You are on page 1of 6

Based on:" Schemata: The Building Blocks of Cognition" by David E.

Rumelhart

The Schema Theory

Schema - singular Schemata – plural

What is schema?

Schema is a unit of knowledge. According to the schema theory all knowledge is packed in units and stored in memory.

These units, schemata, also contain information about how the knowledge is to be used.

The knowledge stored in our schemata is about all concepts, for example Knowledge about - objects - situations - events and sequence of events - actions and sequence of actions

Schema can help us make inferences about unobserved aspects of a situation. The central function of schemata is in the construction of an interpretation of an event, object, or situation. It's like a private (unarticulated) theory about the nature of event, object or situation we face.

4. Schemata can embed. 6.The total set of schemata we have available for interpreting our world constitutes our private theory of the reality. Schemata represent knowledge rather than definition. each subschema also consists of its subschemata. one within another. 2. Schemata are active processes. . Such schemata are called primitives Major Features of Schemata 1. There is also a set of schemata that are elementary in the sense that they do not consist of further breakdown. and so on. Each and every schema consists of sub schemata. Schemata have variables. Schemata are recognition devices whose processing is aimed at the evaluation of their goodness of fit to the data being processed. Schemata represent knowledge at all levels of abstraction. 3. 5. our internal model of the situation we face. in other words.

top-down activation . If there is enough evidence against the schema. See example on p. guessing) in order to check if there is positive evidence for existence of other constituents of the concept.The Control Structure of Schemata There are many schemata in our memory.43 of the article. meaning it goes from parts to whole. the interpretation of that schema is taken as the correct interpretation.g. . Two basic sources of activation for schemata are: 1. There is some kind of control that initiates activation of those schemata that are most likely to fit the situation. The higher level schemata will then activate conceptually driven processing (from whole to parts –e. or action.data driven processing. not all of them are checked and evaluated when we face a situation. processing of it stops and there is a search for a more promising one.conceptually driven processing. When an event occurs it automatically activates low-level schemata in the way the data driven processing works. goes from whole to parts 2. goes from part to whole. 3. schema – directed processing goes both ways. Whenever enough evidence is gained in favor of the schema then. which will activate higher level schemata of that same concept. object. bottom-up activation .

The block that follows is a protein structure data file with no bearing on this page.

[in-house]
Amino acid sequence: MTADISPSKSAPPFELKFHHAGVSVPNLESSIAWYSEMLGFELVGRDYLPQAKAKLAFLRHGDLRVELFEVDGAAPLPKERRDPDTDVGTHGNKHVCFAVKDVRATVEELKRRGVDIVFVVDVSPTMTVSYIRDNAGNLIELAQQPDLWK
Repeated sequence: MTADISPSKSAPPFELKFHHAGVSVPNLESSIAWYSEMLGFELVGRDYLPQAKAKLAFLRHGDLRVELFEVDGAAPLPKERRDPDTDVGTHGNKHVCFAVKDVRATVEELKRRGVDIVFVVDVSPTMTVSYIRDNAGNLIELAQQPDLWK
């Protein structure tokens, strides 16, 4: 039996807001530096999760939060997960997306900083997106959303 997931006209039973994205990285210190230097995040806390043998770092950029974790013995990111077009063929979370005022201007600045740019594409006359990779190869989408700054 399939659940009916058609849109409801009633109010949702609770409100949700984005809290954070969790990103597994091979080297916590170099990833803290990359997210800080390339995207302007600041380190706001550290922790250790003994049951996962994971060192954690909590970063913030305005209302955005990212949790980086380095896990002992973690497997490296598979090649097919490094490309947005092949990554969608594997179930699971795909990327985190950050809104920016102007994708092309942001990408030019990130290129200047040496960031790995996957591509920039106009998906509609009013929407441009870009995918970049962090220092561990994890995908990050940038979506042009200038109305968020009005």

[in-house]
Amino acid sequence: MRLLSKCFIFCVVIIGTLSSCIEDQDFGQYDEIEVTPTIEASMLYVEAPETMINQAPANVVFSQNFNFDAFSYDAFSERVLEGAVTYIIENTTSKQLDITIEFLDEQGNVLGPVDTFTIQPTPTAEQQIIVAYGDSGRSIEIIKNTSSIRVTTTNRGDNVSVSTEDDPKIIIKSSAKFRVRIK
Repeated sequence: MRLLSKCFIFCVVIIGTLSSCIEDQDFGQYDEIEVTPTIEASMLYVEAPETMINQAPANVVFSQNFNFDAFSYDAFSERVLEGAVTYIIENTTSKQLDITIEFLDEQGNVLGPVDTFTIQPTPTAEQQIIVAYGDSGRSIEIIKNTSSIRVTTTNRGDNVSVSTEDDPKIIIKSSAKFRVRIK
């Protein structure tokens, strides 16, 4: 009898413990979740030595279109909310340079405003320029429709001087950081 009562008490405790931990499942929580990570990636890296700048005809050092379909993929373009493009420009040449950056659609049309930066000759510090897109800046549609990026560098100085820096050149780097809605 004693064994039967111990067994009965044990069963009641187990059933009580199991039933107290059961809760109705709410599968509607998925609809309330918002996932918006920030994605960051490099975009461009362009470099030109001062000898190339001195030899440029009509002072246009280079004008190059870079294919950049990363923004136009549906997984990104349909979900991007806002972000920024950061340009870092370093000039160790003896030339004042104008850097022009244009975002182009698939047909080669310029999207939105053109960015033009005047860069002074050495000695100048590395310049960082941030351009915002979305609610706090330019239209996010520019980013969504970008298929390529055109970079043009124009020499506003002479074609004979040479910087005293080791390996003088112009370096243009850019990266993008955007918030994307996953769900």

Final identification happens after both processes are ended. . (B) Schemata and understanding Discourse Clues from the story activate certain schemata according to possible interpretations. Clues given in the text (by the author) are insufficient. the face) we receive through our senses activates schemata. A person starts interpreting information received together with the process of checking if that interpretation is correct – consistency can be found with other elements. the units open up based on "suggestions" only.g.The Major Functions of Schemata (A) Schemata and Perceiving (Understanding) Information (can be parts of a whole e. a nose or the whole itself e. This is because we have schemata corresponding to words. The reader doesn't have the appropriate schemata. Implications to reading: string of characters (letters) forming a word is more easily understood than a string of letters that doesn't form a meaningful word. These interpretations are evaluated later as reading goes on – sentence by sentence until finely a consistent interpretation is discovered.g. Identification of the whole is done through identifying its parts while identifying the parts will be done through the context. Failure in understanding a text: 1. 2. the ability to guess other letters in a word just from evidence of one letter we receive.

Patterned generation – creating new schema by copying an old one with some changes.Upgrading existing information b.Changing variable constrains 3) Creation of new schemata: a. It is actually accumulation of knowledge. (D) Schemata and Learning When learning we actually create / develop new schemata.Replacing a certain part of a schema – generalization c. In comprehension we don't just wait for some information to "go by" we actively seek for information we are interested in. Same in remembering. . 2) Tuning : Modification of existing schemata a. (C) Schemata and Remembering Remembering like comprehension is goal directed.3. we need some information. Reader might misunderstand the author and come up with a different understanding. As we experience the world we store information that will be used later during retrieval to reconstruct an interpretation of the original experience. as it is not in front of us we start "a search". Modes of learning possible in a schema-based system: 1) Fact learning: The ability to retrieve stored information. This way of learning has the least effect on the operation of the system. learning by analogy.

(E) Schemata and Solving Problems Solving problems is based on reasoning processes which are tied to schemata. .b.a new meaningful concept is formed which will generate a new schemata. that is .Schema induction – If a certain configuration of the schema occurs again and again. Once we can relate the problem to a set of existing schemata we can find the solution.